This is the first entry in the DANTE Project’s efforts to demonstrate modern analytical techniques through replication, and develop a set of generalized R functions to make these analyses more accessible. Over the course of multiple vignettes, I will attempt to reverse engineer Missirian and Schenkler’s 2017 fantastic recent publication paper examining European asylum applications in response to temperature fluctuations in non-OECD countries during 2000–2014. This is a well received Science paper, which according to Google Scholar has nearly 100 citations since its release. As with most Science, Nature, and PNAS submissions, a detailed supplementary materials section accompanies the truncated featured manuscript.
My intent is to make high impact research more accessible to researchers just starting, or intimidated by modern quantitative techniques. Moreover, I hope to demonstrate the difficulty in replicating modern publications even when presented with detailed supplementary materials. The methods and supplementary materials provided for this publication are detailed in comparison to many peer-reviewed publications. I started by thoroughly reviewing the methods and supplementary materials. After reviewing these materials and planning an analytical workflow to mimic the manuscript, I was left with several questions regarding their data processing and statistical modeling.
Why was Monfreda and Ramunkutty cropping data used over more recent data from MapSPAM; presumably to maintain congruency with cropping calendar data that is not provided by MapSPAM?
What software and methodology was used to extract raster data to ESRI/Garmin vector country boundaries? Zonal statistics methodologies vary widely in their handling of cells that are not entirely contained within the boundaries of the target polygon.
Were interpolated planting and harvest data used? Several countries listed as source countries in the supplementary materials have no valid planting or harvest data. If interpolated data was used, were they validated in any way? The authors of the planting and harvest dataset specifically warn against using the interpolated planting data as it may contain wild inaccuracies.
It’s not clear precisely how the weighted mean temperature was calculated. Was each temperature cell weighted by the “underlying” cropping fraction cell? The narrated portion of the methods leads this open to interpretation.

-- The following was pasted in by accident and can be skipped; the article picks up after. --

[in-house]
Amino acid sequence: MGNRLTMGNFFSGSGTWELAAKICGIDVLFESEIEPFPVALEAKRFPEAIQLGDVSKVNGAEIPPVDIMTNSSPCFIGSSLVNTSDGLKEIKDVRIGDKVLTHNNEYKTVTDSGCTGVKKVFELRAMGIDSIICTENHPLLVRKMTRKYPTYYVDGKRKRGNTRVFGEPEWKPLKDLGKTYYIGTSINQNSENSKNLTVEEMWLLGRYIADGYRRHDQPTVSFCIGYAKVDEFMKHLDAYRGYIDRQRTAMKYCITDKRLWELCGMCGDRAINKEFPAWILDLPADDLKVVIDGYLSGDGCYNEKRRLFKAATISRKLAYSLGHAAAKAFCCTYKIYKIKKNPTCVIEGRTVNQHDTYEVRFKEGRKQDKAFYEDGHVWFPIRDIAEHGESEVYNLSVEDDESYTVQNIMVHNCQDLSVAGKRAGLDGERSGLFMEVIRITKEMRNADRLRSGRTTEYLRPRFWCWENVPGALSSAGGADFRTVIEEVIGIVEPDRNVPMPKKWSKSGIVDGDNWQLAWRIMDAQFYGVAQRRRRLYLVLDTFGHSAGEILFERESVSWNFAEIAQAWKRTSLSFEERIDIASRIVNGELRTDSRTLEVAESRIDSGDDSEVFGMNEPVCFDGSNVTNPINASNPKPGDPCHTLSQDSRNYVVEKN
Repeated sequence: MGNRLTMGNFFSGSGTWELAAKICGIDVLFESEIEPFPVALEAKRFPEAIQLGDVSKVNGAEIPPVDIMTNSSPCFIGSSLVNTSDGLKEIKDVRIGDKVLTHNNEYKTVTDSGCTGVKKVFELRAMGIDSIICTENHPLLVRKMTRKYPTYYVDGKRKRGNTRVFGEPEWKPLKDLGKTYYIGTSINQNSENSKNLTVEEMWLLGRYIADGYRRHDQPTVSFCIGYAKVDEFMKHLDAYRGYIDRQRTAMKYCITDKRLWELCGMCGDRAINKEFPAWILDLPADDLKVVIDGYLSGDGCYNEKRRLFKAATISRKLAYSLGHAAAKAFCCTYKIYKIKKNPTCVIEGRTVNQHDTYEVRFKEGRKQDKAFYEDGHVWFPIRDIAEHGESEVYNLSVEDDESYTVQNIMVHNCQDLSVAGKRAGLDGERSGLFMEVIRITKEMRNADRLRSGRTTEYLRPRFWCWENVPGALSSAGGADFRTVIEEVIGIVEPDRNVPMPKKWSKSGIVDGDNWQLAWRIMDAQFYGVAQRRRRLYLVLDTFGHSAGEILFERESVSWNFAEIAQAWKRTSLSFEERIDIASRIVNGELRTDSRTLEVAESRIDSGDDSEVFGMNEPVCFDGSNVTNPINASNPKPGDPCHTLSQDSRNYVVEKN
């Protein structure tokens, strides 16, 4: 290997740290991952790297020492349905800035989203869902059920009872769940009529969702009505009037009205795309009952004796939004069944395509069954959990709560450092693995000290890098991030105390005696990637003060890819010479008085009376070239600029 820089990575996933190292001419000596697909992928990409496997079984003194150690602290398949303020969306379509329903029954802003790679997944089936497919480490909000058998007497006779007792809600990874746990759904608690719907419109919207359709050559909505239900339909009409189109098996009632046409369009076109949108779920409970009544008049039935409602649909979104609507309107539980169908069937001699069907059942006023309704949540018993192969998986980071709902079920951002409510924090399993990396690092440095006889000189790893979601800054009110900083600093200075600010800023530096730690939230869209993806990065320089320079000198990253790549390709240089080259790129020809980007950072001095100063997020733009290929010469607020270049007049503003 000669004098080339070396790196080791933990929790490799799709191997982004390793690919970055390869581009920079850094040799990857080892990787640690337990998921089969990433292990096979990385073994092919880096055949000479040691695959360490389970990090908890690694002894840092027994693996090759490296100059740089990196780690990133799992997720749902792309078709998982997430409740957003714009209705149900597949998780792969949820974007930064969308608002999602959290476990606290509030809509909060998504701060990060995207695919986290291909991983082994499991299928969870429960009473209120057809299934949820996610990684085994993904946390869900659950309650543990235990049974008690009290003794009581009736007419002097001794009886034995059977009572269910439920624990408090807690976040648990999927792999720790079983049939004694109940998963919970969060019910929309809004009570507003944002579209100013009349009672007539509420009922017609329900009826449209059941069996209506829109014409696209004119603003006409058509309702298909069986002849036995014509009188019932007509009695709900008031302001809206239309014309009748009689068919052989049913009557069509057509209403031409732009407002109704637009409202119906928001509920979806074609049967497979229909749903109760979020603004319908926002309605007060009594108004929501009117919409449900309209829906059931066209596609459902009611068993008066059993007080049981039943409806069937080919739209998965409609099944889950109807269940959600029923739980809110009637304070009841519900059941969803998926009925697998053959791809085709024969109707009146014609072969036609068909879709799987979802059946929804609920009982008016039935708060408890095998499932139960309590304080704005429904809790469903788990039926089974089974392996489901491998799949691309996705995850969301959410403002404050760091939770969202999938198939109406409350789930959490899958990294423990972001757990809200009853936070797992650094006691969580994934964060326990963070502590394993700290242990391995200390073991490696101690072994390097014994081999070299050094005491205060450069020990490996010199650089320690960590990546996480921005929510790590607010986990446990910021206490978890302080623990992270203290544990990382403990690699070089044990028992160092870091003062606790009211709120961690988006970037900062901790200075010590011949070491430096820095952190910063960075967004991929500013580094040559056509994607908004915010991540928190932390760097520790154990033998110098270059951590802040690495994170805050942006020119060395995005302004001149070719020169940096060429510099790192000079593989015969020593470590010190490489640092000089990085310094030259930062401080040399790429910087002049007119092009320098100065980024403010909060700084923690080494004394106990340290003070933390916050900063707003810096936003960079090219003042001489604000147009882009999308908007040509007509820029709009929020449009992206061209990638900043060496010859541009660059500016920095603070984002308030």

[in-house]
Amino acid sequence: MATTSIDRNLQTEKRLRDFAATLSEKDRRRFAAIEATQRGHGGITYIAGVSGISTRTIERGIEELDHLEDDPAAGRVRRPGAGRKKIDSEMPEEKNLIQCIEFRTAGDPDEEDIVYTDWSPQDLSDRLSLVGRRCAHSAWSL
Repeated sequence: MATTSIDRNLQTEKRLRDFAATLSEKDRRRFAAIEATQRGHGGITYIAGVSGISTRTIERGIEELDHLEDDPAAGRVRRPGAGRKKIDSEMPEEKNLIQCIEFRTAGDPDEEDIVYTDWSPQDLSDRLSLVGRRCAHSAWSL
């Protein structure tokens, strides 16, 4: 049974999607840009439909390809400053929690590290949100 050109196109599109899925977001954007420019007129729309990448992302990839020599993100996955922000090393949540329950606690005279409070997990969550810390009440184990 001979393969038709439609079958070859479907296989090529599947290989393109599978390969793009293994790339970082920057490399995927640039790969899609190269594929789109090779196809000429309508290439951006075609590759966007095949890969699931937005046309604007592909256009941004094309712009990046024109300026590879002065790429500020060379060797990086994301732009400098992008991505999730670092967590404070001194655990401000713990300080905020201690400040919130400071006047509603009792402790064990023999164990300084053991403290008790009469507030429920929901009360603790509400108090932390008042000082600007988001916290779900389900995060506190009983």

If the temperature was weighted by the spatially corresponding cropping fraction cell, was the cropping fraction data aggregated to match the resolution of the temperature data? Mean surface temperature is 0.5 x 0.5 degree resolution, while the cropping fraction data is 5 arcmin. If the cropping fraction data was aggregated to match the resolution of the surface temperature raster, what method was used?
Were cropping weights adjusted for cell area? Raster cell size is smaller as you move pole-ward. With samples ranging from Russia to South America this will have a large impact on a weighted zonal extraction.
What was the specific parameterization of the top model presented in the primary manuscript, and what software or packages were used in its implementation? It’s clear the preferred model employed quadratic terms for mean temperature, but it’s not clear exactly what the remaining “country fixed-effects” were. These remaining effects are also not listed in the coefficient table provided in the supplementary material.
Lastly, while significance levels for parameters were provided, what, if any, out of sample goodness of fit tests were carried out to test the suitability of the model. This is of greater importance, because a large portion of the written narrative focuses on predicting future levels of asylum applications under varying climate scenarios.
Although some of these points are only a matter of procedure that may have limited affect on the model inputs, differences in determining weighted mean surface temperature and final model specification can have profound downstream effects. I will attempt to replicate their core model with these considerations in mind. In doing so, I will walk the reader through the data processing steps to create the core quadratic temperature model. At this time, I will not demonstrate their sensitivity checks, which include the addition of cumulative precipitation data, using alternative climate data, the inclusion of conflict data, and future predictions under various climate scenarios. I will carry out this procedure in 3 steps: 1) data acquisition and pre-processing, 2) visual exploration of the processed data, 3) enacting the core model and diagnostics.
We’ll begin in the next section by preparing the data:
Part II: Data Processing